- The President spoke more on trade at today's (otherwise boring) meeting with Senate Democrats. His response to a hilariously-trite question from Sen. Arlen "Need Every Union Vote I Can Get" Specter (
RD-PA) was good and bad. Good: he refused to confirm the protectionist myths that Specter was spewing (import-caused job losses in manufacturing, trade deficit demagoguery, China-bashing, trade cheating, etc. - Arlen pulled out the stops!). Bad: Obama's big free trade solutions remain reciprocity, export promotion and increased enforcement, thus tacitly reinforcing Specter's protectionist nonsense and ensuring sub-par export results. Oh, and no mention of FTAs or the WTO's Doha Round - not a good sign that the White House plans to confront anti-trade Democrats this year, now is it? (More on that below.)
- Speaking of protectionist myths and the policies that promote them, professional anti-traders Public Citizen released the following response to Obama's new export plan: "Obama's export promise is a step in the right direction, given our overwhelming trade deficit, and a decline in exports of 19 percent last year. However, by our calculations, a doubling of exports would imply a 15 percent annual export growth rate, sustained over the next five years. That's almost double the annual average from 2004-08. Moreover, if imports grow at their 2004-08, we would still be left with a trade deficit by 2014. That means that we need a trade policy... that commits to looking at both sides of our trade balance ledger." Gee, that sure sounds familiar, huh? Ugh.
- The Peterson Institute's Fred Bergsten has a new Washington Post op-ed on "How Best to Boost US Exports." Most of his solutions sound verrrry familiar: (i) passing trade agreements; (ii) reforming export controls; and (iii) lowering corporate taxes, including a possible switch to a domestic consumption tax. Unfortunately, the influential Bergsten also believes that monetary policy should play a key part in export promotion and calls for aggressive action against China, in particular. Obviously, I have serious doubts about this suggestion, not only because it's absurdly interventionist, but also because I think it'd be both dangerously provocative and ultimately ineffectual. Speaking of which...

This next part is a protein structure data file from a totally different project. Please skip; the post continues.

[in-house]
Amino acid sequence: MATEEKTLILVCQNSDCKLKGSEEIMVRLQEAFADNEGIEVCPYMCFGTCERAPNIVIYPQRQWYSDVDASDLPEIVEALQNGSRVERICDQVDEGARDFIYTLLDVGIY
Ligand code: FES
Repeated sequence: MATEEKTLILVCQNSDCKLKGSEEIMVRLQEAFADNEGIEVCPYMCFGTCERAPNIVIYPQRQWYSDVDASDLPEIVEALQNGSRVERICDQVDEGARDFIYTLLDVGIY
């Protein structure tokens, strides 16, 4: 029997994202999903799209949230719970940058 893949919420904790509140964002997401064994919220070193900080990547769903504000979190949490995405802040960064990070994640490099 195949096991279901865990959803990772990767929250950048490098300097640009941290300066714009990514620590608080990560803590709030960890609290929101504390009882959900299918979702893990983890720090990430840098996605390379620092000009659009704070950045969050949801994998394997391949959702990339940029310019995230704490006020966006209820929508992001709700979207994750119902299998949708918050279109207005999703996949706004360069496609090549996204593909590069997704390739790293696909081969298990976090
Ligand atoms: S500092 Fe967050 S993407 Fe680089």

- Author and journalist Alexandra Harney has a great op-ed in today's WSJ Asia about how appreciation of China's currency will have little effect on Chinese exports or US manufacturing - something I've been saying for months now. She concludes: "Proponents of a Chinese revaluation often claim it would contribute to a global rebalancing between high-consuming Americans and high-saving Chinese. The reality is that China has strong competitive advantages in manufacturing that will exist for the foreseeable future, whatever the exchange rate." I can't say I agree with everything Harney writes here, but on this point I think she's dead-on (and I'm certainly not alone in that thinking).
- On tax policy and trade, Matthew Slaughter has an excellent op-ed in today's 'Merican WSJ about the unmitigated disaster that would be President Obama's plan to "end tax breaks for companies that ship US jobs overseas." Citing a boatload of awesome data, Slaughter finds that Obama's international tax plans would impose an additional $122.2 billion in taxes on US multinational companies, thereby destroying US jobs, exports and investment. Slaughter rightly concludes that "[t]o climb out of the recession, we need to create millions of the kinds of jobs that U.S. multinationals tend to create. Economic policy on all fronts should be encouraging job growth by these firms. The proposed international-tax reforms do precisely the opposite." Instead of these reforms, Slaughter recommends - big shock! - passage of pending FTAs with Colombia, Panama and South Korea, as well as adopting pro-growth tax policies.
- Speaking of pending FTAs, it appears that Treasury Secretary Timmy Geithner got a little overheated today at a House Ways & Means Committee hearing and boldly proclaimed that 2010 passage of pending US FTAs with Colombia, Panama and South Korea was "absolutely" part of the administration's new export strategy. Unfortunately, Treasury and USTR officials quickly called the cops on Geithner's FTA party by "clarifying" those unscripted remarks with the same nonsense that they've been peddling for 13 months now: "They said U.S. trade officials still had to resolve outstanding issues with the three countries before Obama would send the FTAs to Congress for a vote. 'Once these issues are resolved, the administration looks forward to working with Congress on the best time to move the agreements forward,' a Treasury spokeswoman said." Feel the excitement!